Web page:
Moving gender frontiers implies revising the models offered to boys and girls
Raphaëlle Tervel, gold-medallist in handball in 2003, was head coach of the women’s handball club ESBF Besançon until June 2021. Anne Tatu is associate professor of EPS and doctor of sociology. Together, they bring us a reflection on the place of women in professions linked to sport, from the point of view of the sociologist and the coach.
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AT : At ESBF, you and your assistant Sandrine Mariot formed the only pair of female coaches in the women’s handball league (LFH). So, we are still talking about positions and jobs for men, even in the context of women’s sport. Are women less qualified for these jobs, or less motivated, or is there some internal resistance?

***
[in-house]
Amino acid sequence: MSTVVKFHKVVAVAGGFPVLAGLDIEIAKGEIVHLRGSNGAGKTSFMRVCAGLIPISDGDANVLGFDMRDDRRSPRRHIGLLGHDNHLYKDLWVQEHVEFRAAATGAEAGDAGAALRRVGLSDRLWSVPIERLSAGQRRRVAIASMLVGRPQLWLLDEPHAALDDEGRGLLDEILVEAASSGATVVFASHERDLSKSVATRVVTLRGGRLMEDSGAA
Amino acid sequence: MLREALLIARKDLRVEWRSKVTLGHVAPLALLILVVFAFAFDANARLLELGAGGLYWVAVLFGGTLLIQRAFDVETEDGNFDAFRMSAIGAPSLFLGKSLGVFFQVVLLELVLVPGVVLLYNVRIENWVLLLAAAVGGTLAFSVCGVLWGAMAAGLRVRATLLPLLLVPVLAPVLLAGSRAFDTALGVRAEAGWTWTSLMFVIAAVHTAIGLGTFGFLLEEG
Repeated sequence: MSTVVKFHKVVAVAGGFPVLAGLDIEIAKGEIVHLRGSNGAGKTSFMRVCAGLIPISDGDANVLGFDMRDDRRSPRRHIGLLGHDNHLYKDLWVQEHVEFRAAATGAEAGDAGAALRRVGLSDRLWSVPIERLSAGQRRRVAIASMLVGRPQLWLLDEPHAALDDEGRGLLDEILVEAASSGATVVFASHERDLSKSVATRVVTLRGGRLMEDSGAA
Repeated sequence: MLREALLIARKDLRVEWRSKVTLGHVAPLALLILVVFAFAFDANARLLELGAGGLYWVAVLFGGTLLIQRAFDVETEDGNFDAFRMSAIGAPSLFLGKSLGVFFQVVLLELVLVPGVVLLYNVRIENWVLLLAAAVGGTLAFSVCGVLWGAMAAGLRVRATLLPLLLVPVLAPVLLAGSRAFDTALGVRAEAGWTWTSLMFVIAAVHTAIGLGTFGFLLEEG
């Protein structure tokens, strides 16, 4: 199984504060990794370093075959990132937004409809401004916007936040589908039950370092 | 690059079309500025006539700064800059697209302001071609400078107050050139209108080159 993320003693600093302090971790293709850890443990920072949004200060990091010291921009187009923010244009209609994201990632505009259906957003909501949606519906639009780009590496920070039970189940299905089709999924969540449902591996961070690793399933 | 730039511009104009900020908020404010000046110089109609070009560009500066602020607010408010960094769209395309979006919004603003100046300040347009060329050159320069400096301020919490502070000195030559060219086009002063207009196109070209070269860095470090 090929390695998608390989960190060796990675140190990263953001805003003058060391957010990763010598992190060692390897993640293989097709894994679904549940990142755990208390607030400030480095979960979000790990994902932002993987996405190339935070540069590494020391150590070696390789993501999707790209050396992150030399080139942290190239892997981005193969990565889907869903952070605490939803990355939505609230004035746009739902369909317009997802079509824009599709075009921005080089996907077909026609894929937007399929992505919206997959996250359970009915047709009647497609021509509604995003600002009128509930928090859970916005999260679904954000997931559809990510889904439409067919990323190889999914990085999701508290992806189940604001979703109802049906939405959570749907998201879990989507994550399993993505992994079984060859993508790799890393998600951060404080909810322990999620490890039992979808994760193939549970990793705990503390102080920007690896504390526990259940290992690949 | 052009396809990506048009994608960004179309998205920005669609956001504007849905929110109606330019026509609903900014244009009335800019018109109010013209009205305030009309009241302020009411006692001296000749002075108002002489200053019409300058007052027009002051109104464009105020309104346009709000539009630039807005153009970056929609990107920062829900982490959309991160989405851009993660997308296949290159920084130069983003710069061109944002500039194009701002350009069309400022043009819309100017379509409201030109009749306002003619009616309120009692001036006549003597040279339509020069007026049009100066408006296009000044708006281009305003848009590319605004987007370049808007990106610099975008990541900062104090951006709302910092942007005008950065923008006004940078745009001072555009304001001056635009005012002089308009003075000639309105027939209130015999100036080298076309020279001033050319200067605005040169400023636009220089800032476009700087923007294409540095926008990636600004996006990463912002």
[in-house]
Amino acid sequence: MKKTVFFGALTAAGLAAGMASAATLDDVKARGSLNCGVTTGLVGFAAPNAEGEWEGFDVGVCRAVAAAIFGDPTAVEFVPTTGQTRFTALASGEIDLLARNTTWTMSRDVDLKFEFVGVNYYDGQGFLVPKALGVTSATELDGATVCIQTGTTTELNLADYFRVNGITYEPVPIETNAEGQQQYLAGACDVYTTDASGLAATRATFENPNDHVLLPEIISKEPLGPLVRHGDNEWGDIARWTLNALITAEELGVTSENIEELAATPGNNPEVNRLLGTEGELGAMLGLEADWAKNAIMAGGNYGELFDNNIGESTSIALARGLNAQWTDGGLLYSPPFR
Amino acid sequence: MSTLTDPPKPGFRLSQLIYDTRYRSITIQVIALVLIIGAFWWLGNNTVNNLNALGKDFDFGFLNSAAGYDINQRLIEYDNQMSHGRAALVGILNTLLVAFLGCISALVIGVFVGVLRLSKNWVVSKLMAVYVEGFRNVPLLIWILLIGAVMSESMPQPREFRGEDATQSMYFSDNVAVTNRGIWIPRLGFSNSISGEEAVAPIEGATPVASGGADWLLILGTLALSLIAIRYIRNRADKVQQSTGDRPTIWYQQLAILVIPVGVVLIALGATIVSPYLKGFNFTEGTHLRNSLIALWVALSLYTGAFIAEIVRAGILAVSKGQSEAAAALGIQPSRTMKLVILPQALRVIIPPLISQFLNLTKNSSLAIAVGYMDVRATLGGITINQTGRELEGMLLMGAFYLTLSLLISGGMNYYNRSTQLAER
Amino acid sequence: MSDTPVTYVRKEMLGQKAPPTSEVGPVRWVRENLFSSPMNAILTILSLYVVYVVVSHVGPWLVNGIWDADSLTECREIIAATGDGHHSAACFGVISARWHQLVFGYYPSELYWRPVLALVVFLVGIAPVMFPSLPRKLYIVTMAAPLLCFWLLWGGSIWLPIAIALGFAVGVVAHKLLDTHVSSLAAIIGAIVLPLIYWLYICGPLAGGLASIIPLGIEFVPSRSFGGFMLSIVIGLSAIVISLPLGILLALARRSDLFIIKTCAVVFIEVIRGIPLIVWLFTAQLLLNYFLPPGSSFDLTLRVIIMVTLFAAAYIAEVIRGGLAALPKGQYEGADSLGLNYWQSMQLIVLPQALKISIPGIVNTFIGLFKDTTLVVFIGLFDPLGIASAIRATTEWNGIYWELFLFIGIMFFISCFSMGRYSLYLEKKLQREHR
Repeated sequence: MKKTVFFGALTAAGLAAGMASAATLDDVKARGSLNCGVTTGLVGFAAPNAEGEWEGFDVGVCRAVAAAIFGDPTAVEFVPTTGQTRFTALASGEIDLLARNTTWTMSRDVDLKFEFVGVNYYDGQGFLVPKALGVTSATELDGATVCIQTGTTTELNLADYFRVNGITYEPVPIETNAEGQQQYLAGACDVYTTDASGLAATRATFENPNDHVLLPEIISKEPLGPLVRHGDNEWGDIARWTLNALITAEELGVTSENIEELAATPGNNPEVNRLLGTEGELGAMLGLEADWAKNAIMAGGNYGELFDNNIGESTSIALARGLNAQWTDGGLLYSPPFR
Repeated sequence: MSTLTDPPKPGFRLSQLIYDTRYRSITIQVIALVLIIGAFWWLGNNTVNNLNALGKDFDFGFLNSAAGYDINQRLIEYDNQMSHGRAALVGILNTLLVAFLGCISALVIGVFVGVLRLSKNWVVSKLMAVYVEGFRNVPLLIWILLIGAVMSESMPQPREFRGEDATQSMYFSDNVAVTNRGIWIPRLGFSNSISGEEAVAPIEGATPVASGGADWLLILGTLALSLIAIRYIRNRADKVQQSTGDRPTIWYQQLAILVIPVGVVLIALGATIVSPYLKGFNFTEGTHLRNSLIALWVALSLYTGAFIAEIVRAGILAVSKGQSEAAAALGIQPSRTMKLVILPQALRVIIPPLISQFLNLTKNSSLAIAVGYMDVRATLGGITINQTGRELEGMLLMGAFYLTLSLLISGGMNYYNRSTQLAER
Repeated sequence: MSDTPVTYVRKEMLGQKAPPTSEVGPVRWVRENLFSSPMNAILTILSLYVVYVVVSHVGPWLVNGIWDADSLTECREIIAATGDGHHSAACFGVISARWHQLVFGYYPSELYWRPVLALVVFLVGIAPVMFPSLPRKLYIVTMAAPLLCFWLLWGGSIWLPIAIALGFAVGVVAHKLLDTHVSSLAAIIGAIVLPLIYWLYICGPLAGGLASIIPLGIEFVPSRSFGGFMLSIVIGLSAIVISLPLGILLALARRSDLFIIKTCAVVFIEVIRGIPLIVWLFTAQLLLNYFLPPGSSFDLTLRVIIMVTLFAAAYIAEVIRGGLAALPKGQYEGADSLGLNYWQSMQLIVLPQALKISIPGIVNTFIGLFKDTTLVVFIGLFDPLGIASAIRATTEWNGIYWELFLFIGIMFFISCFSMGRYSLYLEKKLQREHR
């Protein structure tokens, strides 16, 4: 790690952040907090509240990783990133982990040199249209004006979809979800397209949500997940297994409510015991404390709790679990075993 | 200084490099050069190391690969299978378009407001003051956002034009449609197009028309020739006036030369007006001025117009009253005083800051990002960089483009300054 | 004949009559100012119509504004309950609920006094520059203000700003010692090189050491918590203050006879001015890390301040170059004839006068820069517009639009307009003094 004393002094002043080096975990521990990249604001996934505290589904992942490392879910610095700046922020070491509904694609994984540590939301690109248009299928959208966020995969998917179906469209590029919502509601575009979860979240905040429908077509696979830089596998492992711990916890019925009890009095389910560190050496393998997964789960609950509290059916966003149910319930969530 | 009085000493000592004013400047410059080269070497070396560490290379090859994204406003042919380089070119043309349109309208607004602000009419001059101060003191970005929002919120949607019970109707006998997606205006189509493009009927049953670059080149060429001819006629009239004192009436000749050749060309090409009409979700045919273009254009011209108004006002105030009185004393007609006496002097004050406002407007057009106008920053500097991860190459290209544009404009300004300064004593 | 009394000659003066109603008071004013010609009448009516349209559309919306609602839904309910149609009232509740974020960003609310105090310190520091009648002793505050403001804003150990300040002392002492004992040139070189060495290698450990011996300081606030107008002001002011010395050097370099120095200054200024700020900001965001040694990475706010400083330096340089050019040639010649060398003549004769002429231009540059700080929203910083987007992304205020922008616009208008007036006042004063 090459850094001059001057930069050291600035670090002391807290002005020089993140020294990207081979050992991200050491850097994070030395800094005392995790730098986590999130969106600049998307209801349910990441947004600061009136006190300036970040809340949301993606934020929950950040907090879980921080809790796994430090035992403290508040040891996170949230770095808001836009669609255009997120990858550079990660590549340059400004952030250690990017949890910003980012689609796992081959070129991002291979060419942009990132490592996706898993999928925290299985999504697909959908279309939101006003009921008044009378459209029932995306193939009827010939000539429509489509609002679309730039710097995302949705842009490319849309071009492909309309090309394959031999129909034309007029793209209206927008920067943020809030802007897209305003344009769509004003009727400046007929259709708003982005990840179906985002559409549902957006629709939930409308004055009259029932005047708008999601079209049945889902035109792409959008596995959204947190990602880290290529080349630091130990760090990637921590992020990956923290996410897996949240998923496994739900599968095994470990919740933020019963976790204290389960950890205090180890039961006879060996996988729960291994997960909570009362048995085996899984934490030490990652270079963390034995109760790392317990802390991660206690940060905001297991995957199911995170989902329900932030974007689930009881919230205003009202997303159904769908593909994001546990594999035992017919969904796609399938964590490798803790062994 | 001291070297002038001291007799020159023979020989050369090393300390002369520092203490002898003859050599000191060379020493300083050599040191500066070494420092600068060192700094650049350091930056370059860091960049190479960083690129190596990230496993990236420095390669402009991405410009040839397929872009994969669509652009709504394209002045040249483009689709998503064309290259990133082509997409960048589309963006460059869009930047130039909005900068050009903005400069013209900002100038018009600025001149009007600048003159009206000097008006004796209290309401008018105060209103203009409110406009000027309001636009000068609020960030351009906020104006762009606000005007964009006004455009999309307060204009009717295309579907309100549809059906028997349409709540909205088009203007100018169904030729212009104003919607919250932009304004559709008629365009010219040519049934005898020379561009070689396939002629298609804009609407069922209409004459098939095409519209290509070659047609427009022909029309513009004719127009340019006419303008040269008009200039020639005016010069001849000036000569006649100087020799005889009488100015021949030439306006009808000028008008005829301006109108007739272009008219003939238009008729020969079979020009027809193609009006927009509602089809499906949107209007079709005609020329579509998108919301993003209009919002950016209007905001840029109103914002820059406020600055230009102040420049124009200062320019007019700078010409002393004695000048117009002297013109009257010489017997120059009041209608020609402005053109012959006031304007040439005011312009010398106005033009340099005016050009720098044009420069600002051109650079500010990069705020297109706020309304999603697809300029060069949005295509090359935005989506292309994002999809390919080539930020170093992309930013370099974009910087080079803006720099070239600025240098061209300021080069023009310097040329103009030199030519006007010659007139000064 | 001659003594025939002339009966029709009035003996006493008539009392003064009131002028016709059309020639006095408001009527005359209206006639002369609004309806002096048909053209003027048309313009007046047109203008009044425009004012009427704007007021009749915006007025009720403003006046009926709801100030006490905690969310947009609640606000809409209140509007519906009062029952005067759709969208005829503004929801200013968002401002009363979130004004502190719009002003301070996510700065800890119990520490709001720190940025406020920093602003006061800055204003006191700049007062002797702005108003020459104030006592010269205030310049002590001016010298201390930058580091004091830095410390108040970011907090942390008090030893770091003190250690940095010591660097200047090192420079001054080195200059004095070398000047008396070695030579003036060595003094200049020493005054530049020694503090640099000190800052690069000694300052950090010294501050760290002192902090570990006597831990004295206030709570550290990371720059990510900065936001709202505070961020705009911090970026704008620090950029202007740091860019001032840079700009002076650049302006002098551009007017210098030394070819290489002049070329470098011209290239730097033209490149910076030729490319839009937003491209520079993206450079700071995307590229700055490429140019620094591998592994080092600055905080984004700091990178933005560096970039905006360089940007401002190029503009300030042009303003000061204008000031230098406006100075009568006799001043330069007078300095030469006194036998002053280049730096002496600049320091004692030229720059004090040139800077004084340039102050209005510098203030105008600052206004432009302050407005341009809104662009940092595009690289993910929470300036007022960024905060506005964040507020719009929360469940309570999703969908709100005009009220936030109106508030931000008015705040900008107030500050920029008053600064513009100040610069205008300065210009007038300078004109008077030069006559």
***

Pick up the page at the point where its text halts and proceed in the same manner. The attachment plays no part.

RT : During my last season, we were three female head coaches in the LFH, a record. So things are changing. The main reason why women do not take on the commitment lies in the job itself. It doesn’t leave much free time; it is not compatible with personal life or a family. Oddly enough, this isn’t a problem for men who are husbands, fathers and coaches